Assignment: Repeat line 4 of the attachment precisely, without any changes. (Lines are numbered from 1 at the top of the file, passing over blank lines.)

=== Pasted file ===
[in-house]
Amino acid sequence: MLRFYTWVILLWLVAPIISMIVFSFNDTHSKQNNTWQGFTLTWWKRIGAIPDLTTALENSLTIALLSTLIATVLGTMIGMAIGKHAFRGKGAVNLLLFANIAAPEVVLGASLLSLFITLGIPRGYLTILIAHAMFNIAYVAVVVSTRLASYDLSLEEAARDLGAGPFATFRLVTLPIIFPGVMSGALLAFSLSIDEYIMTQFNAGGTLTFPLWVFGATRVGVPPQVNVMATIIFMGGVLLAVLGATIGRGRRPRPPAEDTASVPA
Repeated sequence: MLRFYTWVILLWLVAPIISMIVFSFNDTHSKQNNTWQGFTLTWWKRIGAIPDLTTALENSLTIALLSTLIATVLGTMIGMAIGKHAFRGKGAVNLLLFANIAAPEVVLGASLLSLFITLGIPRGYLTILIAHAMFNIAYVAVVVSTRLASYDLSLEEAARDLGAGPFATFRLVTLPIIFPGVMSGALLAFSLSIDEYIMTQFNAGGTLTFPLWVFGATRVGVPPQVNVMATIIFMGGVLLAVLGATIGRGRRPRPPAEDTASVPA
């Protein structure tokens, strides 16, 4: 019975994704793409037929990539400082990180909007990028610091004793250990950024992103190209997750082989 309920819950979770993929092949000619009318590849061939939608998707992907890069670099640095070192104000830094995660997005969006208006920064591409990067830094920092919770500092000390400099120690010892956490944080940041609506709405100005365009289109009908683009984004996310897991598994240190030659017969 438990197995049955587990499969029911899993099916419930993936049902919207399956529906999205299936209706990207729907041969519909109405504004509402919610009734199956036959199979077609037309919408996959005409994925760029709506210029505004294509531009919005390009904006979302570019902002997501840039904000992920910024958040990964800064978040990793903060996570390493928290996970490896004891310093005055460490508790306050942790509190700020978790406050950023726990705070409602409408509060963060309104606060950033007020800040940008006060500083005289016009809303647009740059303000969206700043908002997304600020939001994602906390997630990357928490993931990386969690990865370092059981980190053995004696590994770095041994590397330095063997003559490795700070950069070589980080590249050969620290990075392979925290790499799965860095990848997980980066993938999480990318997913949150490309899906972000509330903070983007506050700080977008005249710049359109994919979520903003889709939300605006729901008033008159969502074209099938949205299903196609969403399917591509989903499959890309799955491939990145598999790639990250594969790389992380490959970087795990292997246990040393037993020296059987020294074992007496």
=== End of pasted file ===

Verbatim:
């Protein structure tokens, strides 16, 4: 019975994704793409037929990539400082990180909007990028610091004793250990950024992103190209997750082989 309920819950979770993929092949000619009318590849061939939608998707992907890069670099640095070192104000830094995660997005969006208006920064591409990067830094920092919770500092000390400099120690010892956490944080940041609506709405100005365009289109009908683009984004996310897991598994240190030659017969 438990197995049955587990499969029911899993099916419930993936049902919207399956529906999205299936209706990207729907041969519909109405504004509402919610009734199956036959199979077609037309919408996959005409994925760029709506210029505004294509531009919005390009904006979302570019902002997501840039904000992920910024958040990964800064978040990793903060996570390493928290996970490896004891310093005055460490508790306050942790509190700020978790406050950023726990705070409602409408509060963060309104606060950033007020800040940008006060500083005289016009809303647009740059303000969206700043908002997304600020939001994602906390997630990357928490993931990386969690990865370092059981980190053995004696590994770095041994590397330095063997003559490795700070950069070589980080590249050969620290990075392979925290790499799965860095990848997980980066993938999480990318997913949150490309899906972000509330903070983007506050700080977008005249710049359109994919979520903003889709939300605006729901008033008159969502074209099938949205299903196609969403399917591509989903499959890309799955491939990145598999790639990250594969790389992380490959970087795990292997246990040393037993020296059987020294074992007496």